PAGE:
Could Baby Reindeer spell the end of comedy’s ‘open secret’ culture?

The exposé was heralded in some quarters as potentially being the first crack in the dam that would cause the floodgates to open but, so far, that has not come to pass.

Which is not to say that these things are not discussed privately. When journalists investigating the Brand story told potential sources that they were working on a #MeToo story about a leading comedy figure, they were told of allegations about another famous comic altogether. It underlines how rife stories of bad behaviour are in the industry.

Katherine Ryan, the Canadian stand-up, told Louis Theroux that the misconduct allegations against a certain male entertainer were an “open secret” in the comedy world. “It’s very dangerous for us to have this conversation,” she said on a 2022 podcast. “I’m happy to have it, but it’s a litigious minefield because lots of people have tried to nail this person down for their alleged crimes and this person has very good lawyers, so am I going to put my mortgage on the line by saying who this person is or entering into any conversations like that? We’ve seen what happens to people who talk about alleged predators.”

Ryan had admitted that she had called a fellow performer “a predator to his face and in front of everyone” while filming a TV programme. It later emerged that she was referring to Brand, during the Comedy Central series Roast Battle, which was filmed in 2017.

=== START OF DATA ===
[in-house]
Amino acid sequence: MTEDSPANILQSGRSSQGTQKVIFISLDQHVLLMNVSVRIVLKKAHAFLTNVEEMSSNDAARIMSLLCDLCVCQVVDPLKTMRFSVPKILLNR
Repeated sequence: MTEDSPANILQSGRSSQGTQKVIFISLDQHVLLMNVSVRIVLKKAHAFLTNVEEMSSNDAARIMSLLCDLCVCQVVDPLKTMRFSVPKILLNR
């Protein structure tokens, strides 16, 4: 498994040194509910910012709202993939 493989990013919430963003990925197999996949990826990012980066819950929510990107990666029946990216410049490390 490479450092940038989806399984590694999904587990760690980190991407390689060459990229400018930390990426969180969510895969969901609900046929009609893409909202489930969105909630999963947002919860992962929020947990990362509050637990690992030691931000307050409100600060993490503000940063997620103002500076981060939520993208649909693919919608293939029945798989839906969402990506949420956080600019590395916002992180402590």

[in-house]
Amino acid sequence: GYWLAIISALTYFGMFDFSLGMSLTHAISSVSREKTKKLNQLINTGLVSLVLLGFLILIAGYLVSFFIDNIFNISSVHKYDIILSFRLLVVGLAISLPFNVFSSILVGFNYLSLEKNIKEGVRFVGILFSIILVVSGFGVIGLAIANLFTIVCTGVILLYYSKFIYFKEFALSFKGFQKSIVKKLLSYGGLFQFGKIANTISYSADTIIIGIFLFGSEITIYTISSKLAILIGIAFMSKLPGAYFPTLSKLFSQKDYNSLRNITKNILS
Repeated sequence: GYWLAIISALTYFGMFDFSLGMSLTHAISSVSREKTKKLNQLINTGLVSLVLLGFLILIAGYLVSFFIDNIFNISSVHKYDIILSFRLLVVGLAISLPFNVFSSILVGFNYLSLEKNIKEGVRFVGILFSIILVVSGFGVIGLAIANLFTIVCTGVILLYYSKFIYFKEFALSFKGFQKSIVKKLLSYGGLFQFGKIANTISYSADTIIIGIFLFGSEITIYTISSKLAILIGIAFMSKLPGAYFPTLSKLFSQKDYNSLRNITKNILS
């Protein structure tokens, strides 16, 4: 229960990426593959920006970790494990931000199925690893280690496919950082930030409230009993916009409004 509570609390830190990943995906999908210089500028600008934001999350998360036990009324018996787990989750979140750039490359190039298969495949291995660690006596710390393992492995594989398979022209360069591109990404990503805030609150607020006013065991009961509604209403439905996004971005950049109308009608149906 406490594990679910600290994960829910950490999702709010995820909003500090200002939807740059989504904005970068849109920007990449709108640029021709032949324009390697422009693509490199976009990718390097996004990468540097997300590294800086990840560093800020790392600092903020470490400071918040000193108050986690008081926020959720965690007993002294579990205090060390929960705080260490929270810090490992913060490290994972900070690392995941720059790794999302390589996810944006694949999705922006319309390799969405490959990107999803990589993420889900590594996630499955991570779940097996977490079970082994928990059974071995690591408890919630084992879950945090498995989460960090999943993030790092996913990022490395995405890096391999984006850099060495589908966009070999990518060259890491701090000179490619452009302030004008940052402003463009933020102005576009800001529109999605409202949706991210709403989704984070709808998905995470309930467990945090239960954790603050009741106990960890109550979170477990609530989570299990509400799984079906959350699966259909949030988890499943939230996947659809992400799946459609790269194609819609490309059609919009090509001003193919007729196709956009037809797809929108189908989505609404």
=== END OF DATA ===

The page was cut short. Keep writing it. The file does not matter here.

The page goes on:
When she appeared on BBC Radio 4’s Desert Island Discs last year, after the Brand investigation was published, Ryan said that she had got “a lot of pushback” for not naming him at the time.

Ryan told Lauren Laverne: “[I got] a lot of: ‘Why won’t you say who it is?’ It’s because everyone knows who it is, what they want is the women’s names, and that’s what I won’t give and that’s why I’m reluctant. No one’s asking for his name. It’s funny how people go straight to accusing: ‘You’re the problem, you won’t give his name.’

“We’re not the problem. I had a choice – I could go to work with someone who I believe to be a perpetrator of sexual assault or I could turn down the job. Those were my options.”

There are structural factors behind why comedy has these issues. There is no structure or regulation to speak of in the industry, while most of the work is done at night by freelancers — the vast majority of whom are men — who enjoy a drink.

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